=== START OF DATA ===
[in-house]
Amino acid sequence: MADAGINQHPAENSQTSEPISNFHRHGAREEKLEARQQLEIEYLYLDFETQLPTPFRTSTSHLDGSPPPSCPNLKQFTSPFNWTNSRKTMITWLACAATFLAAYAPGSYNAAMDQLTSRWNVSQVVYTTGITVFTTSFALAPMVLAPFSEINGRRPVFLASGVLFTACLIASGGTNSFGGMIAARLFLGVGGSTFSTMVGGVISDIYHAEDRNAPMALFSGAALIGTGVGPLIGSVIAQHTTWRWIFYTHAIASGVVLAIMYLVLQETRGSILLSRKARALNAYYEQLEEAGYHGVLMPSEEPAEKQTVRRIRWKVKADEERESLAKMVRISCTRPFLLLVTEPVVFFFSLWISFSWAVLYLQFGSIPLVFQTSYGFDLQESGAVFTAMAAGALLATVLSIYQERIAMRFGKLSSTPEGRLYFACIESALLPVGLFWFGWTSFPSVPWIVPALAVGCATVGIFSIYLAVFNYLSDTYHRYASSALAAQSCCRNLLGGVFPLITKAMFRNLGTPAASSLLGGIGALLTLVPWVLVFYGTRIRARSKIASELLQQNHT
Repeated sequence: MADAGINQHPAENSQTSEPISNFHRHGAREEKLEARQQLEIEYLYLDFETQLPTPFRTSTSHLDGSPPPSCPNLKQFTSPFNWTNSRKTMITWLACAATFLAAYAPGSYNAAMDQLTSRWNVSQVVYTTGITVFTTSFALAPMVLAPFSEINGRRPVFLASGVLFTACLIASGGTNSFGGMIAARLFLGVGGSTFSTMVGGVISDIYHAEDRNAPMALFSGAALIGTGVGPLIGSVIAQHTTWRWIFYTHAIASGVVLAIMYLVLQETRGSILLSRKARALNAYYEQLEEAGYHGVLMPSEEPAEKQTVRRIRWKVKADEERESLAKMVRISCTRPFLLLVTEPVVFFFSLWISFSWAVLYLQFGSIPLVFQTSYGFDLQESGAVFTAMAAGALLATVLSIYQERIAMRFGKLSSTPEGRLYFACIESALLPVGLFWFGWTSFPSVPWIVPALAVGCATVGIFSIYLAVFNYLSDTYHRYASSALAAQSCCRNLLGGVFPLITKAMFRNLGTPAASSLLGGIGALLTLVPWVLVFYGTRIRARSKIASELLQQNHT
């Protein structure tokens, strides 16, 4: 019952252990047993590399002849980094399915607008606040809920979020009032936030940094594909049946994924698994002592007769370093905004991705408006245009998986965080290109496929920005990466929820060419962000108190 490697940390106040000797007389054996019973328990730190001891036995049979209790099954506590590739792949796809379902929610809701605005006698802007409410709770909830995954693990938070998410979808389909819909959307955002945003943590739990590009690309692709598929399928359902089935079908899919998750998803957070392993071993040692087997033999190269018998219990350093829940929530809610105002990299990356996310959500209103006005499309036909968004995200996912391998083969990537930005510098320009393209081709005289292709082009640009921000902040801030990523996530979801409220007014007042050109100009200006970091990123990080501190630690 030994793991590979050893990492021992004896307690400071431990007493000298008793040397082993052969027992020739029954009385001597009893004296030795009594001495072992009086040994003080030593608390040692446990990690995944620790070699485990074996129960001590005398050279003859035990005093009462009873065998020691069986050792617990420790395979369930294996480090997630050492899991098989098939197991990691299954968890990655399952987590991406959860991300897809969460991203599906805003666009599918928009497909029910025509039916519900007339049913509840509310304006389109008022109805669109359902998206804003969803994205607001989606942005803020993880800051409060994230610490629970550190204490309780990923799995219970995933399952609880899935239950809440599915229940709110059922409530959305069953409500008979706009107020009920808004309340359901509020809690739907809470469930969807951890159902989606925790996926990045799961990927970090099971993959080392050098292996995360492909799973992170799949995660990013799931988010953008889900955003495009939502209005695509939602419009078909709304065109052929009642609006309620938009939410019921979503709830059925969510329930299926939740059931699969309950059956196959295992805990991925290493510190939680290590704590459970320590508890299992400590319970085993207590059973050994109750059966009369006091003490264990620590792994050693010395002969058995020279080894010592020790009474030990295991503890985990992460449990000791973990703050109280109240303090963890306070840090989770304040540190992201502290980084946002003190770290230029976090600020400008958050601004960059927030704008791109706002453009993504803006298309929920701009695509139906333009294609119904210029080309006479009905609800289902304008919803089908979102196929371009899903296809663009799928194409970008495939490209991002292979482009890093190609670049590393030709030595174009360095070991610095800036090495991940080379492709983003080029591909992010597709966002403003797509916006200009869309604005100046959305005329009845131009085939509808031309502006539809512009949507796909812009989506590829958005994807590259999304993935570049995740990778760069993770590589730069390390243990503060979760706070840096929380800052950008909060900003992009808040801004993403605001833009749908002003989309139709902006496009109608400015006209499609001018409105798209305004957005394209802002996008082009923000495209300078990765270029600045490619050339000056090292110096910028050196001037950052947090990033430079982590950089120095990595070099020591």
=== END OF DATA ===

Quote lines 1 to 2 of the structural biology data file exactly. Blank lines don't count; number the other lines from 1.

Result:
[in-house]
Amino acid sequence: MADAGINQHPAENSQTSEPISNFHRHGAREEKLEARQQLEIEYLYLDFETQLPTPFRTSTSHLDGSPPPSCPNLKQFTSPFNWTNSRKTMITWLACAATFLAAYAPGSYNAAMDQLTSRWNVSQVVYTTGITVFTTSFALAPMVLAPFSEINGRRPVFLASGVLFTACLIASGGTNSFGGMIAARLFLGVGGSTFSTMVGGVISDIYHAEDRNAPMALFSGAALIGTGVGPLIGSVIAQHTTWRWIFYTHAIASGVVLAIMYLVLQETRGSILLSRKARALNAYYEQLEEAGYHGVLMPSEEPAEKQTVRRIRWKVKADEERESLAKMVRISCTRPFLLLVTEPVVFFFSLWISFSWAVLYLQFGSIPLVFQTSYGFDLQESGAVFTAMAAGALLATVLSIYQERIAMRFGKLSSTPEGRLYFACIESALLPVGLFWFGWTSFPSVPWIVPALAVGCATVGIFSIYLAVFNYLSDTYHRYASSALAAQSCCRNLLGGVFPLITKAMFRNLGTPAASSLLGGIGALLTLVPWVLVFYGTRIRARSKIASELLQQNHT